“This is Sarah, my favorite librarian!” is how my friend Tim introduced me to his friends at a party a couple years ago. I mumbled something about not being a librarian even though I work in a library, but they were probably more interested in getting to the bar than my job, so I let it go. It wasn’t the first time I’d been mistaken for a librarian, and it wouldn’t be the last. Librarians are awesome, so I’m not offended by it, but what I do is entirely different, despite also being awesome. I also wear glasses, read a lot, and can frequently be seen in a cardigan, so I guess I fit the stereotype. Additionally, I am technically a Goodreads “Librarian,” which possibly adds to the confusion.
A librarian is a professional who is trained in information science, but their roles and responsibilities can vary widely, even in public libraries. A librarian often (usually?) has a Master’s Degree in Library Science, and all my library Facebook groups have lively, weekly debates over whether that is always necessary. I have no dog in that fight because I am very firmly Not a Librarian.
I am an Event Planner for a large metropolitan library system. My sole job is to plan, facilitate, and promote events for adults at our over a dozen branches. I sometimes create digital content related to our events. It is all I do and all I want to do within the library. I focus on author events and writing workshops, but we also plan all kinds of events, such as cooking classes, fitness classes, lectures on any topic under the sun, crafts, movie showings, parenting classes, community conversations, and more.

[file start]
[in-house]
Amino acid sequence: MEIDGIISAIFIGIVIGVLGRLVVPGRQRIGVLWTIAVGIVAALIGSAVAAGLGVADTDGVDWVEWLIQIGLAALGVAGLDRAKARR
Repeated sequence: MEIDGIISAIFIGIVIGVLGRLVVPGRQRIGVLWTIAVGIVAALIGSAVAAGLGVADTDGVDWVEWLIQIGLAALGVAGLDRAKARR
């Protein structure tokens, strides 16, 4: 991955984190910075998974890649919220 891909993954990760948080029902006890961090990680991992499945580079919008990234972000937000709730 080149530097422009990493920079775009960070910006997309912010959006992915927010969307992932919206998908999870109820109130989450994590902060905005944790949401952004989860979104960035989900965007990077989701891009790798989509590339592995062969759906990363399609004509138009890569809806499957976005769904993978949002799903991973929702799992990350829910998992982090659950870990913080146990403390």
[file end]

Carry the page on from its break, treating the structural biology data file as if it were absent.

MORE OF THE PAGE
At many smaller library systems, my responsibilities may fall upon a librarian or other library staff member in addition to their other job duties. Even at my library system, my department doesn’t have exclusivity over running library events. There are four event planners in my department, and none of us are librarians, but the general public and our community partners constantly call us “librarians.”
My department sits in a locked, windowless room when we’re not setting up for or running an event, so you’re not likely to run into us, but most of the staff you’ll interact with at our library are also not librarians. If you’re checking books out, asking someone where to find a book or the bathroom, or reserving a computer, you’re more than likely talking to a clerk or a shelver. Even if you are at the reference desk or children’s department, we have more clerks who work there than librarians. They can, of course, call a librarian over if one is required.
If you call the library, the phone is answered by someone whose entire job it is to answer the phone. They are extremely knowledgeable, but are still not librarians. A quarter of our non-manager librarians at our largest location actually don’t interact with the public at all, because they work on developing the library’s large collection.
We’re also blessed at my library to have entire departments who handle IT, book processing, custodial, facility maintenance, marketing, the website, tech training, human resources, and more. At many smaller and rural libraries, the librarians may also be all of those things. Some operate with two to three employees, so they have to do a bit of everything.
Sometimes my friend will ask me about something “a librarian” told them and it will take me a while to track the answer down, because I forget the public often isn’t aware of the library world idiosyncrasies like who is a librarian and who is not. Their name tags don’t differentiate between their roles. Despite the stereotypes, you can’t tell the difference based on their appearance or demeanor.
Maybe it doesn’t matter that much what we’re called. If the public wants to equate “librarian” with “someone who works in a library,” it probably doesn’t matter most of the time. However, my librarian friends are often upset by this confusion, especially when it comes to policy decisions, budgeting, and pay rates. Librarians, masters degree or not, have a specialized skill set, and their work is undervalued by our society — as is the work of many library staff members, let’s be honest — but I don’t want to contribute to that. So I’ll continue correcting people who call me a librarian: I work in a library, but I’m not a librarian.